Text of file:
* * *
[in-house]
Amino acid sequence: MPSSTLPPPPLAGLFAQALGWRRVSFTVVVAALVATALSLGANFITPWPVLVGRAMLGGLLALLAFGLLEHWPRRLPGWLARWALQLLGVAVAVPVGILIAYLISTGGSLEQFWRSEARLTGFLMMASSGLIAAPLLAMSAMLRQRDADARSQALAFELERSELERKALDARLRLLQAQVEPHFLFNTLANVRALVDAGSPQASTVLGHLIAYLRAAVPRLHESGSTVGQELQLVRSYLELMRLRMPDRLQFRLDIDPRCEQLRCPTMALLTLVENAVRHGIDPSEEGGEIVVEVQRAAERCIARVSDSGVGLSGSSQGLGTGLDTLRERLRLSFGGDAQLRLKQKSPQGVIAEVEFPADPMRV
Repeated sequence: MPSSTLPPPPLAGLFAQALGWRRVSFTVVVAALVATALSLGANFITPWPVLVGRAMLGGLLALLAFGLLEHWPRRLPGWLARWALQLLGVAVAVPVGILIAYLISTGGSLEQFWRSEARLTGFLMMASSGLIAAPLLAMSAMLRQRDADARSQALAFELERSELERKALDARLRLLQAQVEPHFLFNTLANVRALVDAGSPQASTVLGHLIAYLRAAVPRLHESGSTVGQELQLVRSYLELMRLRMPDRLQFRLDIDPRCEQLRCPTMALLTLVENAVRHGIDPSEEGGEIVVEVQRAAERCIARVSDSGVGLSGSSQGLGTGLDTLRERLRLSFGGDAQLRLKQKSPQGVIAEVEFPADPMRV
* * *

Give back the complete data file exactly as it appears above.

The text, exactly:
[in-house]
Amino acid sequence: MPSSTLPPPPLAGLFAQALGWRRVSFTVVVAALVATALSLGANFITPWPVLVGRAMLGGLLALLAFGLLEHWPRRLPGWLARWALQLLGVAVAVPVGILIAYLISTGGSLEQFWRSEARLTGFLMMASSGLIAAPLLAMSAMLRQRDADARSQALAFELERSELERKALDARLRLLQAQVEPHFLFNTLANVRALVDAGSPQASTVLGHLIAYLRAAVPRLHESGSTVGQELQLVRSYLELMRLRMPDRLQFRLDIDPRCEQLRCPTMALLTLVENAVRHGIDPSEEGGEIVVEVQRAAERCIARVSDSGVGLSGSSQGLGTGLDTLRERLRLSFGGDAQLRLKQKSPQGVIAEVEFPADPMRV
Repeated sequence: MPSSTLPPPPLAGLFAQALGWRRVSFTVVVAALVATALSLGANFITPWPVLVGRAMLGGLLALLAFGLLEHWPRRLPGWLARWALQLLGVAVAVPVGILIAYLISTGGSLEQFWRSEARLTGFLMMASSGLIAAPLLAMSAMLRQRDADARSQALAFELERSELERKALDARLRLLQAQVEPHFLFNTLANVRALVDAGSPQASTVLGHLIAYLRAAVPRLHESGSTVGQELQLVRSYLELMRLRMPDRLQFRLDIDPRCEQLRCPTMALLTLVENAVRHGIDPSEEGGEIVVEVQRAAERCIARVSDSGVGLSGSSQGLGTGLDTLRERLRLSFGGDAQLRLKQKSPQGVIAEVEFPADPMRV